They must have walked into the locker room at halftime with a unanimous consensus: This can’t happen much longer.
Kevin Garnett bowed his head, helplessly crouched over in a designer suit. Rajon Rondo and Leon Powe hobbled in shortly afterward. Kendrick Perkins and Glen Davis may have just as well done the same, both crippled and plagued with foul troubles that left Boston’s back court essentially non-existent.
The Bulls ran up to a 12-0 run as the final minutes concluded in the second quarter. Sloppy turnovers at an unorthodox tempo left fans wondering why the Garden’s parquet floor looked still iced from the Bruins’ own Playoff run.
Ray Allen seemed just as ice cold. Suddenly they fell into slippery slope of facing a 0-2 deficit en route to AnywhereButTheGarden, which is never good news for the Celtics.
The halftime exchange probably went something like this:
“Dr. James Andrews is not walking through that door,” Doc Rivers voicelessly yelled in his signature raspy 4-year-old-with-tonsillitis voice. “We can either let the Bruins and Sox take over this town once again, fall into irrelevancy for six months and wonder how many miles PP34 has left in the tank for the 2009-10 season.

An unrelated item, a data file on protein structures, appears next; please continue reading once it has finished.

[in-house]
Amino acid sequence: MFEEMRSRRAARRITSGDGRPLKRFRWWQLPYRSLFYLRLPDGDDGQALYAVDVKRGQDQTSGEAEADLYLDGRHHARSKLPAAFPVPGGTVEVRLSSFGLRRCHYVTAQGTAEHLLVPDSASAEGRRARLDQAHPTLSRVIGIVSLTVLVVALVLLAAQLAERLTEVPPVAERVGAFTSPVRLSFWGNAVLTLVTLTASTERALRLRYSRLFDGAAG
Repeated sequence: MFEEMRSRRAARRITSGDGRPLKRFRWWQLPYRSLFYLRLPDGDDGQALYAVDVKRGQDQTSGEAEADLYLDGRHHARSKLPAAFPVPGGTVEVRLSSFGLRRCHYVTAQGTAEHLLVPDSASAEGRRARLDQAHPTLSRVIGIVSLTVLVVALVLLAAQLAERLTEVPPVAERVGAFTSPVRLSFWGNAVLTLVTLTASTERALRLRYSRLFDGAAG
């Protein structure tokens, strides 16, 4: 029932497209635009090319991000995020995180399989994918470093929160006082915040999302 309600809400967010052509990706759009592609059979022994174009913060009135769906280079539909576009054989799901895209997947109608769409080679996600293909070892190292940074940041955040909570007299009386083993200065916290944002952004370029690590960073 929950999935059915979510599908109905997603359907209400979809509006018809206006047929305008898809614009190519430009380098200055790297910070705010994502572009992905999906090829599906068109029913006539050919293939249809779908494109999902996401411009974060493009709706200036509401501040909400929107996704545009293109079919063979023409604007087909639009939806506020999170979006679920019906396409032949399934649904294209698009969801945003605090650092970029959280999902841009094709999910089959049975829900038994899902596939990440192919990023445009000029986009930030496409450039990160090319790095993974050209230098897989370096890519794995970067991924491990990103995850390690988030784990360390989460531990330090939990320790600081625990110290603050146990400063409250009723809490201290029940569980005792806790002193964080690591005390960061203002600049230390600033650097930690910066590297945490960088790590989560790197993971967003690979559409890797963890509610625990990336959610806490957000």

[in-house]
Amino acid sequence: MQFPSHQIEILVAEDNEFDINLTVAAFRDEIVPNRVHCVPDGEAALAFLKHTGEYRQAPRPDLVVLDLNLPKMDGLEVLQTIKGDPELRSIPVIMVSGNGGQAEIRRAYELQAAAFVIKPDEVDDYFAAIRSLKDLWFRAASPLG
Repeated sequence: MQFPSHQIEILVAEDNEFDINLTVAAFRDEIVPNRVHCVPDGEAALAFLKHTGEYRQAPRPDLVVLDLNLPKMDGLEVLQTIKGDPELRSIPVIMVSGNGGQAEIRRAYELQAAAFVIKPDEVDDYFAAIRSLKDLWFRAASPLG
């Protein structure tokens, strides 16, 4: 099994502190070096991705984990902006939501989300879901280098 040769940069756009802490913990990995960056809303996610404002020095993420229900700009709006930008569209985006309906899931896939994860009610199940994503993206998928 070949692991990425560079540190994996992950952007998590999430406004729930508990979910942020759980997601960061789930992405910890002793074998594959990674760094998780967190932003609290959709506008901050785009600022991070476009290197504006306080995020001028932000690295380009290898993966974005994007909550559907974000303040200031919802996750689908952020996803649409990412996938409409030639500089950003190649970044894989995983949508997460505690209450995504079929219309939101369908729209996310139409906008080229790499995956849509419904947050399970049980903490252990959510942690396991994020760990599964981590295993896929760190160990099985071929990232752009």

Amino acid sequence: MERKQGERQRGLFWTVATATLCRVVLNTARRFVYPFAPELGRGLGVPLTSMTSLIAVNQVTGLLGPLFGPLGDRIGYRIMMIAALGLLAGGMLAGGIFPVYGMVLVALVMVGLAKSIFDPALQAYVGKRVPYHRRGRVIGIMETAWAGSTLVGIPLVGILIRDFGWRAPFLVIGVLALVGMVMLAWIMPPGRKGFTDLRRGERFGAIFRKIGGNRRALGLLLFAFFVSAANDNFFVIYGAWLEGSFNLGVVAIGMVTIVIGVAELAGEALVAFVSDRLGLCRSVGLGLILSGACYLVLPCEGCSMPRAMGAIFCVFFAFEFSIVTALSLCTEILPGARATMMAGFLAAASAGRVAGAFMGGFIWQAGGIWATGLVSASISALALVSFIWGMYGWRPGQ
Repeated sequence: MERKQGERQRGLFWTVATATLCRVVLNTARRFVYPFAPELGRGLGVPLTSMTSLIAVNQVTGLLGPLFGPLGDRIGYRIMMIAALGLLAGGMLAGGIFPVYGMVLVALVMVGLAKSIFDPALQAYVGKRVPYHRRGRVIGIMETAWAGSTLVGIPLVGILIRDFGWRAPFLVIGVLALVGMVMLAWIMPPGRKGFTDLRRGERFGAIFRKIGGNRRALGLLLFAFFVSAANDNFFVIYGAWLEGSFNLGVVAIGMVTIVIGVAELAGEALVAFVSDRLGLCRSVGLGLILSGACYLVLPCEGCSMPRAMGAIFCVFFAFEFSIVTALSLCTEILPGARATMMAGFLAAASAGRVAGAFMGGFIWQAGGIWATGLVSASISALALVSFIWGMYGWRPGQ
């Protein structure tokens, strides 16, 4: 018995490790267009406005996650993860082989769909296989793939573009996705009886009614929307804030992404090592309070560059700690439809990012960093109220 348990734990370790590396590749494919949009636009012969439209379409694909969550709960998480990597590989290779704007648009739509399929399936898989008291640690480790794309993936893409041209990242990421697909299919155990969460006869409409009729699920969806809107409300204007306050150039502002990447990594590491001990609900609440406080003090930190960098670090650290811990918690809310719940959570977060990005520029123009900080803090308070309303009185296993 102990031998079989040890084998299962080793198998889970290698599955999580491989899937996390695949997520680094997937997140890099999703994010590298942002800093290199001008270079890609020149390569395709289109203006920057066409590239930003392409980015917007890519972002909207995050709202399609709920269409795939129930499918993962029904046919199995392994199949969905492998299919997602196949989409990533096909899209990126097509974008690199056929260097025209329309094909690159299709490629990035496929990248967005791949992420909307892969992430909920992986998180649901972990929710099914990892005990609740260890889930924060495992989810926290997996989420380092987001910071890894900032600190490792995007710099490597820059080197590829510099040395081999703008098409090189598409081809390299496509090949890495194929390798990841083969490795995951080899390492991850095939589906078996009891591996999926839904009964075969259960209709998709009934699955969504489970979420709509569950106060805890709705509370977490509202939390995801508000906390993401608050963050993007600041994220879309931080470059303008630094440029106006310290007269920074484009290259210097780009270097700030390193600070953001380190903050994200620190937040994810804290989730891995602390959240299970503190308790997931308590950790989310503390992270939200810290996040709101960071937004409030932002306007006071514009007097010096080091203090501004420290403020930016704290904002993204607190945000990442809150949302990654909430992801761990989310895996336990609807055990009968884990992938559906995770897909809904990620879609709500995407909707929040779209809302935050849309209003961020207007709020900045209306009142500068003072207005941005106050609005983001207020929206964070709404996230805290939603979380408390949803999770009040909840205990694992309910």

“Or we can start setting picks for Ray, slow down the tempo and suck up our injuries. Nobody feels bad for the defending champions. I won’t be surprised if we get booed heading back out there after how we ended the first half on such a barrage of carelessness.”
“And Scal, what’s with the bright red sweater?” Rivers added. “You look like Ronald McDonald at a high school prom. Especially with the Bulls in town, no less?”
They chuckled. A ginger man who probably sits one concussion away from legitimate color blindness did his part to raise a few eyebrows.
And after 72 minutes of action against a highly capable young group of Bulls, the Celtics woke up to an eye-opening situation of their own:
So how did the Celtics fend off Chicago’s Fierce Four?